Through the looking glass of invited participants at the 2012 Prince Mahidol Award Conference (PMAC), experiencing Thailand for the first time, it seems like Universal Health Coverage (UHC) is a mantra here in Thailand. There were statements like, “seize the dragon year for UHC as it is the time to make things happen”. The commitment of the Thai people and government to Universal Health Coverage is so contagious that it makes the conference stand out as the peoples’ conference. This indeed may be the unique contribution of the PMAC to the international community: getting hands on experience live from those who did it and convincing other countries that have not, that good health is achievable at low cost. The world does not lack money but the right priority setting to achieve UHC. Political will and continuity of policy and governance stand out as factors essential for achieving UHC, but so also is the commitment and participation of the people and civil society in ensuring that a country keeps health care top on the agenda. Civil society has to go beyond just being a voice to become a movement with public commitment, responsibility and accountability towards society. There is hardly anything new about these, but what is unique about PMAC is that people are talking about global responsibility and local/community responsibility at the same time, not one or the other. Indeed, to achieve UHC, portability of financial risk protection must be addressed, not only within countries but across borders.
Evidence was presented over and over again showing that solutions will always be context specific. Talking about UHC in vacuum does not add much; putting the context in perspective is imperative. There is UHC for people in Guantanamo Bay, but that piece of information says too little about the quality of life they have. UHC must not be a goal in itself, but as a means towards achieving the right to health for all. There is always a lot to learn from different countries, and like one panelist observed, “‘National Health Insurance in Taiwan is like a car, the parts are made all over the world but all is domestically assembled in Taiwan according to the needs.”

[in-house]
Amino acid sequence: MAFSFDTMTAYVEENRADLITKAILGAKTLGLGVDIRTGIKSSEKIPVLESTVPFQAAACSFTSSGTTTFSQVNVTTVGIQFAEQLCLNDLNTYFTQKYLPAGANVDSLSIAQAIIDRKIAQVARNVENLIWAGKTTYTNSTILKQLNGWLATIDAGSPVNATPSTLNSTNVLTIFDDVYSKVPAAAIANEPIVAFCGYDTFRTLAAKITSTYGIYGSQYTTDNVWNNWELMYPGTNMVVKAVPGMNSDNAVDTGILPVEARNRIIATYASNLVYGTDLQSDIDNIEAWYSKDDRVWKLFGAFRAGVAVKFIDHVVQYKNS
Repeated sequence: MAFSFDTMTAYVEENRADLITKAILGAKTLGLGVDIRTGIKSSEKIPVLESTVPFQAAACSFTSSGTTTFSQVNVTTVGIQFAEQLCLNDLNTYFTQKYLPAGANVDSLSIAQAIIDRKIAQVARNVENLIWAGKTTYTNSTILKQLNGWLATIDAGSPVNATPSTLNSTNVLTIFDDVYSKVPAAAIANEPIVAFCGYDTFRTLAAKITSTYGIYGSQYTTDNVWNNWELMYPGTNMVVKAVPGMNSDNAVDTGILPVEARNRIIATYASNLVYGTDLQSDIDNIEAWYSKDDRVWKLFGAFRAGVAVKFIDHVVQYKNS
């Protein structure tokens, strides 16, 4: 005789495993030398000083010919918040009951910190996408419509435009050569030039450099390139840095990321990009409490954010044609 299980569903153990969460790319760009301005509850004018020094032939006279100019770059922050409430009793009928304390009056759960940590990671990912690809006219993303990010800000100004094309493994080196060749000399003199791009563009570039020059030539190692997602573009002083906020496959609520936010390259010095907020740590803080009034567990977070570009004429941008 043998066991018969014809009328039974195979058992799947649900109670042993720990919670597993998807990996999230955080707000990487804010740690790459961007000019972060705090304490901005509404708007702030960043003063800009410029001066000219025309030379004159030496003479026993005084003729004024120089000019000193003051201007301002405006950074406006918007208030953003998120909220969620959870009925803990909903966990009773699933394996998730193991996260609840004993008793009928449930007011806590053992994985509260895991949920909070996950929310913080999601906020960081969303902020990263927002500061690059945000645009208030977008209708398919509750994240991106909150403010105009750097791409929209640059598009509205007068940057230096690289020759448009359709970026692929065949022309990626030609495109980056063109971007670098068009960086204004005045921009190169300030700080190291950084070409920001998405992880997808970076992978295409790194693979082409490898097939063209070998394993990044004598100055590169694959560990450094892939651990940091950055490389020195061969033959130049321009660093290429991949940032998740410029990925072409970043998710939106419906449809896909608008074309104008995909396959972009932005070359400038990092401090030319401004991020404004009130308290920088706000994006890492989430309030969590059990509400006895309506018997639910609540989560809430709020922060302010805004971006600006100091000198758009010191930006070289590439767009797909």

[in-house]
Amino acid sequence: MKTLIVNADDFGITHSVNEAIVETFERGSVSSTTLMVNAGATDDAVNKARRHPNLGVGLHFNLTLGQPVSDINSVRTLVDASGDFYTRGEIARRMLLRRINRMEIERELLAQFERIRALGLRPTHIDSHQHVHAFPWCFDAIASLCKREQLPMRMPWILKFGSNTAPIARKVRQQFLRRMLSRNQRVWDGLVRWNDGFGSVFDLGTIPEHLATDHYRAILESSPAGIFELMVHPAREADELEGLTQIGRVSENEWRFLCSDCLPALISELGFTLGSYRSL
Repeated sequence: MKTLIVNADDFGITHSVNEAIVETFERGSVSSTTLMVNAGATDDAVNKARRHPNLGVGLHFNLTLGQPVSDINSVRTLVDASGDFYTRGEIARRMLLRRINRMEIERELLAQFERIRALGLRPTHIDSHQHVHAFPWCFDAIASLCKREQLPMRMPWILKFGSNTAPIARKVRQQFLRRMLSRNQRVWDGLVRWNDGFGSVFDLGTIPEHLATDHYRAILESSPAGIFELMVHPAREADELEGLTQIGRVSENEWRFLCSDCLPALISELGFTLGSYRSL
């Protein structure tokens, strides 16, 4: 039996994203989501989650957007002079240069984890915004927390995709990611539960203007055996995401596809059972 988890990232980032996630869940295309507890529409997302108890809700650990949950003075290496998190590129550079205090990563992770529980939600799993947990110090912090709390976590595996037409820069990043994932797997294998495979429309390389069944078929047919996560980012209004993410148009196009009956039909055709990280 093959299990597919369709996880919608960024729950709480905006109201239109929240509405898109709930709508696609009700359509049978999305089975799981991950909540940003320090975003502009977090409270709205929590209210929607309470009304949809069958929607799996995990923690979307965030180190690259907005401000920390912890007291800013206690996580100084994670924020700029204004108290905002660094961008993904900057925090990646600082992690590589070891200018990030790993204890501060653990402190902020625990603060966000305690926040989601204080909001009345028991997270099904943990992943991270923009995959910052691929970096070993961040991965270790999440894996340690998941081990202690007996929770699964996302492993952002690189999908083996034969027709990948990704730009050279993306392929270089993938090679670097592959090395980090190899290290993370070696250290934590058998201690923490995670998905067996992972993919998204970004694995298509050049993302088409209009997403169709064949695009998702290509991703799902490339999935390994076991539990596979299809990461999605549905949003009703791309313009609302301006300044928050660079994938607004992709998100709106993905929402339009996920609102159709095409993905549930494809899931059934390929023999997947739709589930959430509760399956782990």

The repeated call for evidence before action remains a lame excuse. Ruth Bishop, a 2011 Prince Mahidol Award Laureate gave the first keynote speech telling the story of the development of rotavirus vaccine. Rotavirus is the single most important cause of severe diarrhoea in infants worldwide, with 500 000 deaths from rotavirus every year, 85% of which occur in sub-Saharan Africa and South East Asia. The use of the rotavirus vaccines has led to a 90% reduction in hospital admission for severe diarrhoea in the US, but are expensive, hence hardly available in the parts of the world where they are most needed. Here is another magic bullet in our hands, similar, if not more important than the smallpox, measles and polio vaccines. Yet, no one mentioned the rotavirus vaccine again after the keynote speech. We applauded, rose up and pretended that nothing happened! Here is evidence, what do we do with it?
The keynote speech was supposed to be a wakeup call, but it seems we need a louder bell to rouse us from our collective complacency.